But that’s only based on their ability to put lots of stuff in orbit. Once they are in orbit they can travel many light years in 5 years. Let’s say they are 8 times the speed of light. That’s roughly equivalent to sending warfleets at Mach 8,000,000 for multiyear cruises. Our best ships long duration ships move at noticably less than Mach 0.1 (officially they’re about half that, but DoD maximum speed figures aren’t to be trusted). That makes them 80,000,000 times as fast, by comparison that fast ship of ours is about 2,000 times as fast as a snail. So measured in multiples of speed, we’re well over twice as far from them as a snail is from the USNavy. Wonderful. I’m sure snails could take us if they just had an appropriate military doctrine….

    Doctrine we can easily be ahead on. But that doctrine depends on comm that they can kill, and on the ability of our faster orders to be orders to do something EFFECTIVE. “Oh look, that spot’s radiating, drop a rock on it.”

    Plausibly losing an interstellar invasion against our tech isn’t like Turtledove’s _War World_, it’s his “The road not taken”.

  21. Doug Lampert says:

    @18: Bioweapons that hit humans are somewhat less likely to hit aliens than they are to hit trees. How many people die of Oak Blight per year.

  22. Tim says:

    I’m dubious that an alien race could concoct an effective bioweapon in anything short of a couple of years. They’re notoriously tricky to engineer for us, and we have a greater database than they could have in the short term. There is always the balance between too virulent and it burns out before it propogates, and not virulent enough and all we get is a nasty cold.

  23. Robert H. Woodman says:

    @18, 20, 21 The problems with developing bioweapons by the Shongairi for use against humans are manifold.

    First is genetic code. Do Shongairi and humans use a similar genetic code with the same 4 nucleotides (5 if you count the uracil used in RNA)? If not, then the first thing the Shongairi need to do is get up to speed on genetic information storage and transfer on this planet.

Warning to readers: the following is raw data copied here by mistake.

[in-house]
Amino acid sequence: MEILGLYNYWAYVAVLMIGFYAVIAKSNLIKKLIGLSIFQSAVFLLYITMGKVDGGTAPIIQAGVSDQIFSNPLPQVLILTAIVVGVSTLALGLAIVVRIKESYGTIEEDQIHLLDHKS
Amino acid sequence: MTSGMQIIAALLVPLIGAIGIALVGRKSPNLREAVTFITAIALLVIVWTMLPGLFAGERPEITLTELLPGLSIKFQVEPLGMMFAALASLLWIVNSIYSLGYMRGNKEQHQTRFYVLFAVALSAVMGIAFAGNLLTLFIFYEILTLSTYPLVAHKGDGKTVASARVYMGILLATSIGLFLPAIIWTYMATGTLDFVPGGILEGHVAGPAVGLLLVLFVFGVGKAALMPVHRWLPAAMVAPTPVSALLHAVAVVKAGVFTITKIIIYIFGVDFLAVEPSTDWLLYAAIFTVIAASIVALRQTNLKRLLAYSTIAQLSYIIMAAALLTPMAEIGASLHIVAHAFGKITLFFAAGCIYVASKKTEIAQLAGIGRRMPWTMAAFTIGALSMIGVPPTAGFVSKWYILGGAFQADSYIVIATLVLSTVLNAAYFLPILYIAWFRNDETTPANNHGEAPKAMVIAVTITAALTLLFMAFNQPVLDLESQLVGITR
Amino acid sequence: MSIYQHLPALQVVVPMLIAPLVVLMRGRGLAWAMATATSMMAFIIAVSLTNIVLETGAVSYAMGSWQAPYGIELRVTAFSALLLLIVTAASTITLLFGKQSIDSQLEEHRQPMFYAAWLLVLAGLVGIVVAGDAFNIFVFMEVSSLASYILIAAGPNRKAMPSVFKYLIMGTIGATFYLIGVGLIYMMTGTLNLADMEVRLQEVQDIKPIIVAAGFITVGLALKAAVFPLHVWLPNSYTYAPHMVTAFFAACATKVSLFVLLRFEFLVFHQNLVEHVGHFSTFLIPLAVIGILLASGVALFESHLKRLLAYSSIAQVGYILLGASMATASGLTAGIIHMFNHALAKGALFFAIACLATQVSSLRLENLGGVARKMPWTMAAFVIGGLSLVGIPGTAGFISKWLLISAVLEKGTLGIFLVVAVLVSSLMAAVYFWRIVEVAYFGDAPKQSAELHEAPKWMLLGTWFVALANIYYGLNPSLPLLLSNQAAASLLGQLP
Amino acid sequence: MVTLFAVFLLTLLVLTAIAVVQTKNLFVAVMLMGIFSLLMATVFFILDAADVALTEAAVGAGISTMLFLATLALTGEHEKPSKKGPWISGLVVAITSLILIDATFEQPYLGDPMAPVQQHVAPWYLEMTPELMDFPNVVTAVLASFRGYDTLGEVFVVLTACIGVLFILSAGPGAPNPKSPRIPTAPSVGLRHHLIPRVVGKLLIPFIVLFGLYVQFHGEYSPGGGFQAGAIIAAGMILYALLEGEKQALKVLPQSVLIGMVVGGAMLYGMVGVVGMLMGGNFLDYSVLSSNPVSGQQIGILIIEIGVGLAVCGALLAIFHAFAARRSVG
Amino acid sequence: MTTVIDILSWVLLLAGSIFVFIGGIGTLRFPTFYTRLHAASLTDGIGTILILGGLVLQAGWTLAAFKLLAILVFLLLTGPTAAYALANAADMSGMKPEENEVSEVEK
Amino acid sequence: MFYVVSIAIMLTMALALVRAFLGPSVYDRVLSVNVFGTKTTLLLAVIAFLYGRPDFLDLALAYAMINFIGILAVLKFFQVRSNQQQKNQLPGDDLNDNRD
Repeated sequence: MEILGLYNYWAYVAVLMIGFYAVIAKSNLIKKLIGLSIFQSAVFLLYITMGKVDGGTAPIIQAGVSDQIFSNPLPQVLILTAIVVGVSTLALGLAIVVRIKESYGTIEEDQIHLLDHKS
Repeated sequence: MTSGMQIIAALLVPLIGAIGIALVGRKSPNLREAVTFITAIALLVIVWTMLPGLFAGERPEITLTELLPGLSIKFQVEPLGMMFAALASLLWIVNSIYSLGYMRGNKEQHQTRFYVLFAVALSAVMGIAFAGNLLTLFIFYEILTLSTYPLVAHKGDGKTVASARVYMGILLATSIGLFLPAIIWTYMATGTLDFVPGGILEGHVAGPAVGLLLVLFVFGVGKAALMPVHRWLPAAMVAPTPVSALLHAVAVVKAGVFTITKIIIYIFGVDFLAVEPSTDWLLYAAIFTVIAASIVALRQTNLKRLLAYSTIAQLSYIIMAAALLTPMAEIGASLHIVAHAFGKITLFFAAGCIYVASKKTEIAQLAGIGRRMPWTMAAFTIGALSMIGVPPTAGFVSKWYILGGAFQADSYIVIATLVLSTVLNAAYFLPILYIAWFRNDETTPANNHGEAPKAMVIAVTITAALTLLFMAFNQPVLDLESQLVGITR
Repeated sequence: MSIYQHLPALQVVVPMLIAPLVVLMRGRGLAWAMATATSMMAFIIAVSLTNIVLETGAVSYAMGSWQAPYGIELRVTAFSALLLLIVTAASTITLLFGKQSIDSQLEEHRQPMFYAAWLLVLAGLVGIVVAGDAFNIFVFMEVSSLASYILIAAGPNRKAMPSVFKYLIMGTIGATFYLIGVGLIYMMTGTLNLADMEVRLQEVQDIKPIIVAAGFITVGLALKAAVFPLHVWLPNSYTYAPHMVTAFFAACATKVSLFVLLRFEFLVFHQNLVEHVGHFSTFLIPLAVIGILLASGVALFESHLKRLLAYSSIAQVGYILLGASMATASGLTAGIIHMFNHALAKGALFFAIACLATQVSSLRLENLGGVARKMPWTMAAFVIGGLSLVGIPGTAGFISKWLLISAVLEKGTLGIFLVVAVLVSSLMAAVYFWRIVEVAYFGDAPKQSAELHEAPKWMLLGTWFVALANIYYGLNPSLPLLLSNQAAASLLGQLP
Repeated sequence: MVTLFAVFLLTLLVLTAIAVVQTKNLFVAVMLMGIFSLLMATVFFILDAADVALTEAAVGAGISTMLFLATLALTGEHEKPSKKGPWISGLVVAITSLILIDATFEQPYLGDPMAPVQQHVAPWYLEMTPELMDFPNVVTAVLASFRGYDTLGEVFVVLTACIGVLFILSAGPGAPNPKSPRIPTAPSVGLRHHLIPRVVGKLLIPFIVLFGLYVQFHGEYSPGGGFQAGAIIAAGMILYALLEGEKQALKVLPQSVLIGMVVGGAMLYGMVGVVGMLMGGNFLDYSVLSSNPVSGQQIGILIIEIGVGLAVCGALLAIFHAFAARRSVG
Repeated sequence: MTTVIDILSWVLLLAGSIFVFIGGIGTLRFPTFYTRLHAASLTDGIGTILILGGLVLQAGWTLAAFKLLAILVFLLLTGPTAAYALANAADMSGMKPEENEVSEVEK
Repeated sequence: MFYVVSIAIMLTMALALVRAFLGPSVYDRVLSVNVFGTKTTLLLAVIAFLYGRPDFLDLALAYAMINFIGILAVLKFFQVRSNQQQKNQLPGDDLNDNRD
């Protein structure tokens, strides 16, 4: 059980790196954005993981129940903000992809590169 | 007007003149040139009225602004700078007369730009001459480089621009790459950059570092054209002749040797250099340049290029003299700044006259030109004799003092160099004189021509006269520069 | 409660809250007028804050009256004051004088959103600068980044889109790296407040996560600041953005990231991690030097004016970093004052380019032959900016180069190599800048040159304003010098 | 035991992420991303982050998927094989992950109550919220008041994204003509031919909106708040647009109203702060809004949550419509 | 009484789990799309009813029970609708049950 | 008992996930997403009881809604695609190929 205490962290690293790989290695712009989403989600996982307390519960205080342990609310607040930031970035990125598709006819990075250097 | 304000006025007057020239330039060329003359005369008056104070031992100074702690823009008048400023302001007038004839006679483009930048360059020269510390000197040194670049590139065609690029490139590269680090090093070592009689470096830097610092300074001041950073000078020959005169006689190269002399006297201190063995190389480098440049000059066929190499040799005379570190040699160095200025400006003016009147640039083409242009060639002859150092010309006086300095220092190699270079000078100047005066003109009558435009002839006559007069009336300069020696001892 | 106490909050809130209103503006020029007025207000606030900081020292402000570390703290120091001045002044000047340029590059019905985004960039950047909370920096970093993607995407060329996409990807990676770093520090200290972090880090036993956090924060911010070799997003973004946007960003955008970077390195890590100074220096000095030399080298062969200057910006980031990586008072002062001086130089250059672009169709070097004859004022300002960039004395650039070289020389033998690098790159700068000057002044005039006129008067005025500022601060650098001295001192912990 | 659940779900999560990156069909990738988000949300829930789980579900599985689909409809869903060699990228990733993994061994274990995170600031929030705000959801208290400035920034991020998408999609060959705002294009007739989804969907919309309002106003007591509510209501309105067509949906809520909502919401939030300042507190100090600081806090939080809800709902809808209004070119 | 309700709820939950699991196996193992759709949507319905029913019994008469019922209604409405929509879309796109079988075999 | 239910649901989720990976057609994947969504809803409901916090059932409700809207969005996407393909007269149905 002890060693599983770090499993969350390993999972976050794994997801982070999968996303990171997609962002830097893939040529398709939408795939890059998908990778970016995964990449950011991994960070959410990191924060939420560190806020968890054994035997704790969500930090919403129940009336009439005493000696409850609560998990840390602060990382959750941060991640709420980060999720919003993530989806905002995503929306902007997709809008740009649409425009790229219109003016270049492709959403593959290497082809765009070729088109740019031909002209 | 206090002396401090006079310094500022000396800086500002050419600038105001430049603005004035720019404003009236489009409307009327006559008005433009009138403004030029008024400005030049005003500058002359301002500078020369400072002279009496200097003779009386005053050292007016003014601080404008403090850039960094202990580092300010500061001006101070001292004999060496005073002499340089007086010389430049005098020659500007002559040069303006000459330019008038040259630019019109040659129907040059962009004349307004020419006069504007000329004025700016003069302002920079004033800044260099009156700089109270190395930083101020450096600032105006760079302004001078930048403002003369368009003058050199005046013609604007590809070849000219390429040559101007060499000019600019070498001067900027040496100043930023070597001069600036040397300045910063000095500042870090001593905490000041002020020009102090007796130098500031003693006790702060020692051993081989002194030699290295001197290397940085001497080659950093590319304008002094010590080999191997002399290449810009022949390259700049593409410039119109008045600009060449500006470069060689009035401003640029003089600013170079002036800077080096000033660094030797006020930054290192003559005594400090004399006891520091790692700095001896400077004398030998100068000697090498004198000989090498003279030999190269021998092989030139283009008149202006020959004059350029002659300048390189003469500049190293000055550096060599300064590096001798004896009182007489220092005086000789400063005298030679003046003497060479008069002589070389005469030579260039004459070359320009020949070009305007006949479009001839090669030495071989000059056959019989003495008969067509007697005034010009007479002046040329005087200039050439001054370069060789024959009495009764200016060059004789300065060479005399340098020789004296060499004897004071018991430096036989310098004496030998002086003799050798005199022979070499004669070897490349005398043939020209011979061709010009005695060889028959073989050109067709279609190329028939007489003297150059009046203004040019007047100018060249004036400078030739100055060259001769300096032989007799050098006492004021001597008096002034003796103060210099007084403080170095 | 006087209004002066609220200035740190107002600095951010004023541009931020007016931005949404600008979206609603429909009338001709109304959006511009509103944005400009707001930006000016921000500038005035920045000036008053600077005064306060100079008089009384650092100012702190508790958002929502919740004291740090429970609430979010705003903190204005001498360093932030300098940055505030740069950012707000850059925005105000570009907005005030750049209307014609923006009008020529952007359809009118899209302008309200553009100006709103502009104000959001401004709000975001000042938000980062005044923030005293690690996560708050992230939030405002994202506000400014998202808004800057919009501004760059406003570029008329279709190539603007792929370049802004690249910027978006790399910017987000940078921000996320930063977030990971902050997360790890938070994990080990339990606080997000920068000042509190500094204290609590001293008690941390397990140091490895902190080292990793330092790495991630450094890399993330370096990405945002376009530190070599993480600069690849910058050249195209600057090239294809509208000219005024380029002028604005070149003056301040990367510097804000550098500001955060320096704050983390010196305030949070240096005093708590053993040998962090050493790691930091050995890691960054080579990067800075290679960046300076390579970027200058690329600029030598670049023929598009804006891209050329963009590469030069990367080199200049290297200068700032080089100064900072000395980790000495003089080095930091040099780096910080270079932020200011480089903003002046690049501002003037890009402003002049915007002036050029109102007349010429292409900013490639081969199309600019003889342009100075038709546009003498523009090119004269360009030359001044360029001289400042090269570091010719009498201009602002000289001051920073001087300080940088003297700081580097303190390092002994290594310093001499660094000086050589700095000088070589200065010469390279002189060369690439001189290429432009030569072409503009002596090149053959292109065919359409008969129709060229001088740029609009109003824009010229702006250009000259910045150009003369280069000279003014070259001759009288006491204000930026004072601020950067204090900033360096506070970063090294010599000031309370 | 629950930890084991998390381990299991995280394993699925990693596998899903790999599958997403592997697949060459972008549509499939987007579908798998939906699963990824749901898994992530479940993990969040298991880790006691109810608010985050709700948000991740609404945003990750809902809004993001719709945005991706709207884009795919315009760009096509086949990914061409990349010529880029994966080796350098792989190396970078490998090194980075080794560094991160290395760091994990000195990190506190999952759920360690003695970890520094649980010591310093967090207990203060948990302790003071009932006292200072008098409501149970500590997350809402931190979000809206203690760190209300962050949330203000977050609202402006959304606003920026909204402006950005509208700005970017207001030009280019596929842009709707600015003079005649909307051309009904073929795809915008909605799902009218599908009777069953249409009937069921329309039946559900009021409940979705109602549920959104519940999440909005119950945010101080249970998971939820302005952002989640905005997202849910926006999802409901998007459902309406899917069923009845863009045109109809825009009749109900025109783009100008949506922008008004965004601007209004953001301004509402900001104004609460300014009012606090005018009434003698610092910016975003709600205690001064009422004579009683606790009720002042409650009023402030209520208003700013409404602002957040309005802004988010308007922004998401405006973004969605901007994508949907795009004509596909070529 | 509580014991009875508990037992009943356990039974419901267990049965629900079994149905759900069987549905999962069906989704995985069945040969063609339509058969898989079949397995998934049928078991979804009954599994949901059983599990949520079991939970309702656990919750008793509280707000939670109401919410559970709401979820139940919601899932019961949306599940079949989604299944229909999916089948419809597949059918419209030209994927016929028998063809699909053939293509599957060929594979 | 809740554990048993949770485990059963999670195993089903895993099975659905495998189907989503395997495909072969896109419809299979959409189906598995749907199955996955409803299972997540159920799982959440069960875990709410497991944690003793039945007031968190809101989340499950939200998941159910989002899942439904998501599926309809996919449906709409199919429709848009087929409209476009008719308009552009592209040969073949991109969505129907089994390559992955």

Second,you have to find the best vector for introducing the weapon; the vector must be specific for the target host (i.e., humans) and it must be aggressive at invading the target host. Viruses do this very well.

    Third is latency. Ebola makes a lousy bioweapon because it has a short latency and high mortality. Thus the disease burns out quickly by the simple expedient of quarantining the sick and letting them die. HIV is also a lousy bioweapon because it has a years-to-decades-long latency followed by a slow, insidious dying. Plus, there are some people who, by reason of genetics, appear to be immune to HIV infection. Smallpox is the type of virus that makes a great bioweapon, but presumably, the Shongairi don’t know that yet. Polio could be another good bioweapon with some engineering.

    Fourth is containment. Once the bioweapon hits the target and begins spreading to other targets, you still need to make sure that the vector won’t jump species, say to chimpanzees or, worse from the Shongairi’s point of view, to Shongairi.

    Humans eschewed bioweapons because they are a REALLY BAD idea from our perspective. In point of fact, I would question the sanity of someone who thinks that we can engineer bioweapons that we can fully control. Maybe at some hypothetical point in the future that’s doable, but not in our present day and time it’s not.

  24. Robert H. Woodman says:

    Hmmm. I guess I’d better clarify my point @23.